Mozart’s Così fan tutte is a delicate work, finely balancing a cynical and psychologically disturbing libretto with some of the composer’s most lyrical and beguiling music. Yet Jonathan Miller’s misguided and gimmicky modern-dress production at the Washington National Opera forsakes complexity in favor of a kind of smug cleverness, offering a sniggering and sardonic take on the opera with little finesse or genuine insight.
Miller, personally overseeing the restaging of his 1995 Royal Opera production, has reset the action to take place “yesterday afternoon in Washington, D.C.” The Ferrarese sisters are now from Georgetown, the two “Albanians” from exotic Baltimore. Starbucks and iPhones litter the stage. A large standing mirror dominates the minimalist set, offering comment on the characters’ vacuous self-obsession. Miller observes in his director’s note that Così is his only modernized Mozart, yet the director has failed to modernize fully his own production, which often feels stuck in a late twentieth-century time warp. Disguised as 1970s-style heavy metal bikers, the two soldiers serenade the sisters with “Lucy in the Sky with Diamonds” (at least in the supertitles). Guglielmo and Dorabella dance “the Twist” (c. 1960) before their seduction scene. And memo to Dr. Miller: Fiordiligi’s “z-snaps” and “talk to the hand” gestures in “Come scoglio” are hopelessly passé.
Mozart and Da Ponte, of course, themselves crucially relied upon and parodied a long history of operatic conventions. Yet Miller’s “modern” equivalents are not nearly as hip or clever as the production thinks they are. (The production’s amusing supertitles, replete with modern and local references, provide most of the evening’s genuine laughs). For all of Miller’s talk about psychological verity and behavioral realism, the stage business here amounts to little more than a mass of caricatures, clichés, and bad dancing. In support of its sardonic take on love and fidelity, the production offers silly antics and condescending satire played for knowing sniggers rather than probing for genuine psychological insight. Just one example: Guglielmo and Dorabella’s duet, “Il core vi dono,” becomes dominated by crude sexual humor, robbing the seduction scene of the delicate balance between the graceful sensuousness of the music and the erotically charged yet gently flirtatious action.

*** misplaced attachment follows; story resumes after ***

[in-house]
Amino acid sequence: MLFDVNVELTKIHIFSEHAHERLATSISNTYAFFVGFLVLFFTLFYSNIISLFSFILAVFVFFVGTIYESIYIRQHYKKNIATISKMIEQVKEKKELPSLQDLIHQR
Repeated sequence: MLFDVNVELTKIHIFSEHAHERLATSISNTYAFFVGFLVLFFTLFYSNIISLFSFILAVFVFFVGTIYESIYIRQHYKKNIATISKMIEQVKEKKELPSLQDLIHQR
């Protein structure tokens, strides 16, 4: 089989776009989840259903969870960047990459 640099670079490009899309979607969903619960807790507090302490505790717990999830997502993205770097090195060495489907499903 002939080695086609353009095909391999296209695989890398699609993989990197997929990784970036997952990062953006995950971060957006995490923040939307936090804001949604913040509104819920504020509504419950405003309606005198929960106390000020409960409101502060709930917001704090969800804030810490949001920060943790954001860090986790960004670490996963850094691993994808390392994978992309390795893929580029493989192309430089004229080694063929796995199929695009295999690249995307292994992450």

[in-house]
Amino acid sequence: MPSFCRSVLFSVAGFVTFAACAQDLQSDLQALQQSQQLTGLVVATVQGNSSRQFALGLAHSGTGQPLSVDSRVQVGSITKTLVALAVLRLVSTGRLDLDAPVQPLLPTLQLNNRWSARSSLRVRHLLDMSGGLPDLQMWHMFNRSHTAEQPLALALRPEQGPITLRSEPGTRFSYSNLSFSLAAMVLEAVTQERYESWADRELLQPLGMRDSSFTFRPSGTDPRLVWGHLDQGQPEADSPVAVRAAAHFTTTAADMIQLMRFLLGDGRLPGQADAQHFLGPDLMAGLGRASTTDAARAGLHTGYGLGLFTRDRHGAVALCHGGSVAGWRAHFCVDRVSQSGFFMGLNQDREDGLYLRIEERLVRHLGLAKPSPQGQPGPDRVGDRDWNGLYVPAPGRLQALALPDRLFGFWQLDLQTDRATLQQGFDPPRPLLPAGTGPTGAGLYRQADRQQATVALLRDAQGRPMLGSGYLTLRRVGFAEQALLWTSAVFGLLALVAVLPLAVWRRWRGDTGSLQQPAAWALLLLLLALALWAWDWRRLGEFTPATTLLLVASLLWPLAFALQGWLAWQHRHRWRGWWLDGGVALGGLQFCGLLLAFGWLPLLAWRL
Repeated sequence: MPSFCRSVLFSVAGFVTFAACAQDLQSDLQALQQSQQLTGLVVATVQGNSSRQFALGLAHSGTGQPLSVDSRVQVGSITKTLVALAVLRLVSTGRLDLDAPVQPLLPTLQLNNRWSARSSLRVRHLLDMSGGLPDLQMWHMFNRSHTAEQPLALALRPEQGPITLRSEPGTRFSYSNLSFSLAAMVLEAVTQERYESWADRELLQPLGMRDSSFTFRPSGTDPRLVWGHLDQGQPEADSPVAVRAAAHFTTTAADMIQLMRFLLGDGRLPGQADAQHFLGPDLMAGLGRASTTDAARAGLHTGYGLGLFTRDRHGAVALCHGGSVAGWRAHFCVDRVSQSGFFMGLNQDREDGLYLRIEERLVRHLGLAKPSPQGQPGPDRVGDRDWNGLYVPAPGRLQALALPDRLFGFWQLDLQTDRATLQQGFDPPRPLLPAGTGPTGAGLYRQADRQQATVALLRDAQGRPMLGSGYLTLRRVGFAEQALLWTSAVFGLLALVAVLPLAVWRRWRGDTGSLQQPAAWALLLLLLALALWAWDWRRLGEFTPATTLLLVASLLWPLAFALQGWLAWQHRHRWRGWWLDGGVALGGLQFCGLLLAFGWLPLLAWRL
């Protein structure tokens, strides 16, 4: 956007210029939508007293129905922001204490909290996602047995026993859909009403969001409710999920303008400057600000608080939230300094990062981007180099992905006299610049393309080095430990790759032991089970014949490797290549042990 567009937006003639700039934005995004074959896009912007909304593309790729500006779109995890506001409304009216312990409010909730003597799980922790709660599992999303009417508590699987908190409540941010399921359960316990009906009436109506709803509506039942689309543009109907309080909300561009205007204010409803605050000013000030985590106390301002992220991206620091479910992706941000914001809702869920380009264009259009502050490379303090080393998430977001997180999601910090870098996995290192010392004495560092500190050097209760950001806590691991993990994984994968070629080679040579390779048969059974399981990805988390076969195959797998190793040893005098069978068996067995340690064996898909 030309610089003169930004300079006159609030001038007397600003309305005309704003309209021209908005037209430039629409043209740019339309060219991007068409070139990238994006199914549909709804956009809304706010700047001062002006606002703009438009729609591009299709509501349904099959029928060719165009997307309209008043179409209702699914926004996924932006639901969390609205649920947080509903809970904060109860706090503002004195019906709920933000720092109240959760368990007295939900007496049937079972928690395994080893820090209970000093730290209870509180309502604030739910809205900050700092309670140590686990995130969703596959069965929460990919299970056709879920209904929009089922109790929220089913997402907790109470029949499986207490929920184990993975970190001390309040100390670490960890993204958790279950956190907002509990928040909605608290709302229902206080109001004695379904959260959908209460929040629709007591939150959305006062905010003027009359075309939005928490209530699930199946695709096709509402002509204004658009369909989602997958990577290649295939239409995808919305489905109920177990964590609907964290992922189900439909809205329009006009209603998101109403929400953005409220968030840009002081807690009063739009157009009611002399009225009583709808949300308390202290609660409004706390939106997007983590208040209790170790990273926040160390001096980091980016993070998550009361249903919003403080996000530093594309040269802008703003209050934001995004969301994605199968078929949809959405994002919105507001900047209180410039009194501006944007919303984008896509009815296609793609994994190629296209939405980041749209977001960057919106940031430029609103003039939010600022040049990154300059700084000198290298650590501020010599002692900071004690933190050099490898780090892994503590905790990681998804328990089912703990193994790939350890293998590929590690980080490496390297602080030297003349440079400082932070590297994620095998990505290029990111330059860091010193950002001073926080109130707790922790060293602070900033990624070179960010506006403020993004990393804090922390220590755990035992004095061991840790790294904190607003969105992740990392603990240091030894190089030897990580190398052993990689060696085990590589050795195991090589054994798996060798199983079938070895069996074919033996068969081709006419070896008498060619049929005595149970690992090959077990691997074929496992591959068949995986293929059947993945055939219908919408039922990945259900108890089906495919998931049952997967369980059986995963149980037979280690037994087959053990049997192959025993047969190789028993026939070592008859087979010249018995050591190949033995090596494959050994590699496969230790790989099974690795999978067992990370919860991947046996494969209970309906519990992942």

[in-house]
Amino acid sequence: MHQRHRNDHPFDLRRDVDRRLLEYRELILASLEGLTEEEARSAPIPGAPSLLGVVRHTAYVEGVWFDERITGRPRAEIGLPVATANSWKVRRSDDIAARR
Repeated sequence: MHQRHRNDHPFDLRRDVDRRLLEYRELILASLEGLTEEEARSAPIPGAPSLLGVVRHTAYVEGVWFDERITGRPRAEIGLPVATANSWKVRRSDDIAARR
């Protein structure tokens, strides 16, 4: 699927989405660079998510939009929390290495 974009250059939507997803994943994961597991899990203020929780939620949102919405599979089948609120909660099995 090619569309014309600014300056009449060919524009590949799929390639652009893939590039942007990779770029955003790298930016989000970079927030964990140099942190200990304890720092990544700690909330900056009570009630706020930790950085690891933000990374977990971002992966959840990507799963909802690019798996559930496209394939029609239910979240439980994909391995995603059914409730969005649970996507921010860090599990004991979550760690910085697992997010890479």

The young romantic couples do deserve a measure of condescension – they are, after all, shallow, impulsive, and capricious. Yet to stage an unhappy ending – itself now a cliché of modern productions – as merely the just desserts of the characters (“everyone is guilty of treachery,” Miller observes) is to miss an opportunity for greater irony.
The ensemble values, so crucial to a production of Così, are often let down by a cast of uneven quality – vocally and dramatically. Elizabeth Futral’s role debut as Fiordiligi cannot be called a success: her shrill and often labored soprano is not yet up to the technical and emotional challenges of her two big arias and throws off some ensemble balances. Renata Pokupić is a somewhat edgy and coquettish Dorabella, and Christine Brandes is a bright-voiced Despina who, alas, lacks a comic touch.
The men in the cast fare better. Joel Prieto is a sweet-voiced if under-characterized Ferrando, and Teddy Tahu Rhodes a weightier, darker-voiced yet unstylish Guglielmo. The saving grace of the cast is William Shimell, whose wry, sophisticated Don Alfonso, full of worldly cynicism and dramatic bite, offers the most probing insights into Da Ponte’s libretto.
From the pit, Philippe Auguin leads his forces with a sure hand, challenging the ensemble with fast tempos in each of the act finales yet otherwise generally enforcing more measured – sometimes too measured – tempos. Auguin’s reading would gain from greater transparency and a lighter touch in the orchestral textures and a more harmonious blend of voices in the ensembles.